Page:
Government Shutdown: All You Need to Know as Negotiations Go to the Limit

Speaker of the House Paul Ryan answers questions about the possibility of a government shutdown on January 18. Win McNamee/Getty

With the threat of a government shutdown looming, the House of Representatives voted late Thursday to keep the government open past a Friday deadline to secure a short-term extension of government funding.

However, Senate Democrats have the voting power to block the House-passed measure to fund the government for another four weeks—and they are threatening to use it if Republicans are not willing to make concessions on immigration.

Here's everything you need to know:

Why Is This Happening?

If Congress and President Donald Trump are unable to approve spending legislation by midnight on Friday, they will force government operations to shut down due to a lack of agreed funding.

Growing calls to challenge the Trump administration on its immigration crackdown have emboldened the Democrats to threaten to reject the measure unless concessions are made.

The standoff centers on the Deferred Action for Childhood Arrivals (DACA) program, which allows undocumented immigrants who were brought to America as children, known as Dreamers, to remain in the country.

Democrats want a deal to shield the Dreamers, of which there are as many as 800,000, from deportation. Trump earlier decided to end the Obama-era program, which offers the Dreamers protections, and DACA is now set to expire March 5.

Republican leaders have argued that the short-term funding extension would give the White House and lawmakers more time to negotiate a deal on immigration policy.

However, disputes on the heated issue have been ongoing for months, and some Democrats have said they are not willing to support the continued funding of a standoff among lawmakers.

Who Is to Blame?

Republican and Democrat leaders have already launched into blaming each other for a shutdown that has yet to happen.

Senate Majority Leader Mitch McConnell has accused Democrats of a "fixation on illegal immigration," according to the Associated Press. He said the Democrats are "threatening to filibuster spending for the whole government."

McConnell reportedly sent out an email to GOP senators, which was obtained by the AP, warning lawmakers that voting against the measure "plays right into Democrats' hand," as such a move would undermine efforts to blame Democrats for killing the legislation.

House Speaker Paul Ryan called on Senate Democratic leader Chuck Schumer to not shut down the federal government. "Senator Schumer," he said, "it is risky. It is reckless. And it is wrong."

Trump further accused Democrats of forcing a shutdown "to get off the subject of the tax cuts because they're doing so well."

However, Schumer countered by asking how senators could properly negotiate when the president, who ultimately has to sign the legislation, "is like a sphinx on this issue, or says one thing one day and one thing the next."

Senator Patrick Leahy, the senior Democrat on the Senate Appropriations Committee, issued a statement holding the Republicans responsible for the potential shutdown.

"President Trump wants to shut down the government over his cynical and misbegotten 'big beautiful wall,' which will be paid for by U.S. taxpayers, not Mexico," Leahy said.

In a bid to avoid a complete shutdown, Schumer proposed passing a "very short-term" bill that would keep the government running at least for a few more days, as an alternative to a monthlong extension on funding.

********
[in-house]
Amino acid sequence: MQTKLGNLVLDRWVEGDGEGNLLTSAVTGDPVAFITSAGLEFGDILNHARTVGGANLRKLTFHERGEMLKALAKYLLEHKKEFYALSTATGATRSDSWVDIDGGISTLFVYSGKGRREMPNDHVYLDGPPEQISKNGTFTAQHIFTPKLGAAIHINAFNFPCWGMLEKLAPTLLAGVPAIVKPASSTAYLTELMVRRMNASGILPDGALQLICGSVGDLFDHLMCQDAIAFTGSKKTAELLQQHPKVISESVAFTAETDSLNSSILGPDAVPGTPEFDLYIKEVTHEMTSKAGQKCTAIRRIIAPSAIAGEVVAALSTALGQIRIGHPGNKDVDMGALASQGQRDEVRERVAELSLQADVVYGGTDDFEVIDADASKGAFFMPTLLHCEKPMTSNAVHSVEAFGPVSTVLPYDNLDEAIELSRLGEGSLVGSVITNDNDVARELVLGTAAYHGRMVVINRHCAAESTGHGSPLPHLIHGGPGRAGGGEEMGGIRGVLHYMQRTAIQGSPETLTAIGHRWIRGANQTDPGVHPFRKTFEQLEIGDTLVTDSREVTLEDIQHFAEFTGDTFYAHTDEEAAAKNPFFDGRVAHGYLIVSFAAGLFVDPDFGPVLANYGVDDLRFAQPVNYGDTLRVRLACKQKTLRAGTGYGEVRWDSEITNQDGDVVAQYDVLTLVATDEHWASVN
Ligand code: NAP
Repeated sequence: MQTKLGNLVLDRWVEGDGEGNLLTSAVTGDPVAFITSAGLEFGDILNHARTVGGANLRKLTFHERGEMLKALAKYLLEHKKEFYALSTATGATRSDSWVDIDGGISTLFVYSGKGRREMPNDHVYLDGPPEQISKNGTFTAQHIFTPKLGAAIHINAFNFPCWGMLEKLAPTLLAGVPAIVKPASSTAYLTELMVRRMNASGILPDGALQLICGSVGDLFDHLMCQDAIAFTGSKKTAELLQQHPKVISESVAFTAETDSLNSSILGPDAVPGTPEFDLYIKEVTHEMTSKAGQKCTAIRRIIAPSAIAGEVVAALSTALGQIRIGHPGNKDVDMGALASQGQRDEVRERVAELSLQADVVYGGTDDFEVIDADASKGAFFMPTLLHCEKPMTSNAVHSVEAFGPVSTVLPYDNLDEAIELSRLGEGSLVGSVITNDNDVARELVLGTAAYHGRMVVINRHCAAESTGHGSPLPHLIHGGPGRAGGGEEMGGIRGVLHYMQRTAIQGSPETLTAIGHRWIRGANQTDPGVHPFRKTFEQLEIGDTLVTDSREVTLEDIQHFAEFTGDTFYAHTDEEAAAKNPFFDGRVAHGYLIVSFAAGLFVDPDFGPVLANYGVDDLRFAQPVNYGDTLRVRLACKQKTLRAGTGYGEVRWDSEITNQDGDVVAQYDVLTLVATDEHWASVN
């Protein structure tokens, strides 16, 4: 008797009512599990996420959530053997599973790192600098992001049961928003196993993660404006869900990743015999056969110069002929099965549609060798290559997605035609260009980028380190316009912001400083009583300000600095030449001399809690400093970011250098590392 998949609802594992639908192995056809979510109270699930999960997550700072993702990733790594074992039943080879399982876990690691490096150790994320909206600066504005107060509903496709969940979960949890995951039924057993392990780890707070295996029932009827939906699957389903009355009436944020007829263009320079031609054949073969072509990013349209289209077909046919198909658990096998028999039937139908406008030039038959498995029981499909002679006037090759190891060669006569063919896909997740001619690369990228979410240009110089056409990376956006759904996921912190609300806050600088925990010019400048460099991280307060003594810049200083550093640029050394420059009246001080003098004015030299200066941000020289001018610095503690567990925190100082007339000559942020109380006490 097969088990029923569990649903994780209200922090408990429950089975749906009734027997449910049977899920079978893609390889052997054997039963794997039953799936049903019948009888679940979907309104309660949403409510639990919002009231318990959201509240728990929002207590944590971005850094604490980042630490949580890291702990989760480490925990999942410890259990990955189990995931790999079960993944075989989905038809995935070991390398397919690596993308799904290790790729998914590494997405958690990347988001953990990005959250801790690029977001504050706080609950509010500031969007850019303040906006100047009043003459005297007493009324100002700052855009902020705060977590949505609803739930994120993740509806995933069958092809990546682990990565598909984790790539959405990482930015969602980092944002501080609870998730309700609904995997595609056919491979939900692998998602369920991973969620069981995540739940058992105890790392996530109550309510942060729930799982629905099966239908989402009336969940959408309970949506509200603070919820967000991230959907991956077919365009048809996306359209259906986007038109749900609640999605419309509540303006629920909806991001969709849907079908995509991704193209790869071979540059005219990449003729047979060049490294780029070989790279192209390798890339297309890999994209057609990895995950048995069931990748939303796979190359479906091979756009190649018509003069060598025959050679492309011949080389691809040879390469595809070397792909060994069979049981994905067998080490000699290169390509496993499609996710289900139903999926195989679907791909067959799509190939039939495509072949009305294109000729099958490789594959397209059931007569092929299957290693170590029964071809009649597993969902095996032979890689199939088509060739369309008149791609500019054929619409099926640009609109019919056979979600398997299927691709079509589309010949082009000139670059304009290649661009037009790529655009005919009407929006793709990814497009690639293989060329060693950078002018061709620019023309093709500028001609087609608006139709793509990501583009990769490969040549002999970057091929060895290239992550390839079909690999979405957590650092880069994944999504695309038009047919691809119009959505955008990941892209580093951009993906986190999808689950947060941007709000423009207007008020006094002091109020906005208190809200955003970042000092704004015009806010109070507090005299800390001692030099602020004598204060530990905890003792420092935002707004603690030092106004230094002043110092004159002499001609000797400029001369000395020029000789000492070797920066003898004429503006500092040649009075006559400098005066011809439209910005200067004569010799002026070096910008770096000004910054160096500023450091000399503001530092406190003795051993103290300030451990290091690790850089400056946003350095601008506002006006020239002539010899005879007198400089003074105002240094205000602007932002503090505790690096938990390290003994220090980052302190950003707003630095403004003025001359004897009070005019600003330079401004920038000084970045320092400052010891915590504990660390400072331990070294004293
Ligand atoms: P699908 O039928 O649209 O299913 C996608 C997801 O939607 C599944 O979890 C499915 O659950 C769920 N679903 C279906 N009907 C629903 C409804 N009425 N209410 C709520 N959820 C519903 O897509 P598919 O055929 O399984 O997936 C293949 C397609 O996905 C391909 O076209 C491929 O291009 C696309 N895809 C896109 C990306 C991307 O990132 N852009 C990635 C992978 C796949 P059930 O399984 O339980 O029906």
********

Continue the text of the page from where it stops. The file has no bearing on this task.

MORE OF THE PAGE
What Would a Government Shutdown Mean?

A shutdown occurs when Congress and the president are unable to pass appropriations legislation funding government operations and agencies.

It would mean the closure of federal offices, with thousands of employees staying home. Most government services would be paused, aside from "essential" services such as the FBI, the Department of Homeland Security and most military operations.

If a shutdown were to happen this weekend, it would be the fourth of its kind to occur in roughly two decades, according to the AP. The most recent shutdown occurred under the Obama administration in 2013, after Republicans refused to support a spending bill that would mean providing funding for Obama's healthcare law.

The shutdown resulted in a 16-day freeze on government services.

What Will a Shutdown Look Like?

Depending on how long a shutdown lasts, it can cost billions of dollars.

A December report by S&P Global estimates that a shutdown could cost the U.S. as much as $6.5 billion per week and could shave approximately 0.2 percentage points, or $6.5 billion, off real fourth-quarter growth in the gross domestic product for each week it goes on.

"But since the government touches almost every aspect of the economy, the full effect of a shutdown would likely be much larger," the analysts say in their report. "A disruption in government spending means no government paychecks to spend; lost business and revenue to private contractors; lost sales at retail shops, particularly those that circle now-closed national parks; and less tax revenue for Uncle Sam. That means less economic activity and fewer jobs."

President Donald Trump has accused the Democrats of wanting a government shutdown "to get off the subject of the tax cuts because they're doing so well." Jeff Swensen/Getty

During the 2013 freeze on government operations, the Council of Economic Advisers estimated that 120,000 fewer private-sector jobs were created during the first two weeks of the shutdown.

S&P Global also warns in its report that a shutdown will "add to the budget deficit because it's costly to stop and start programs."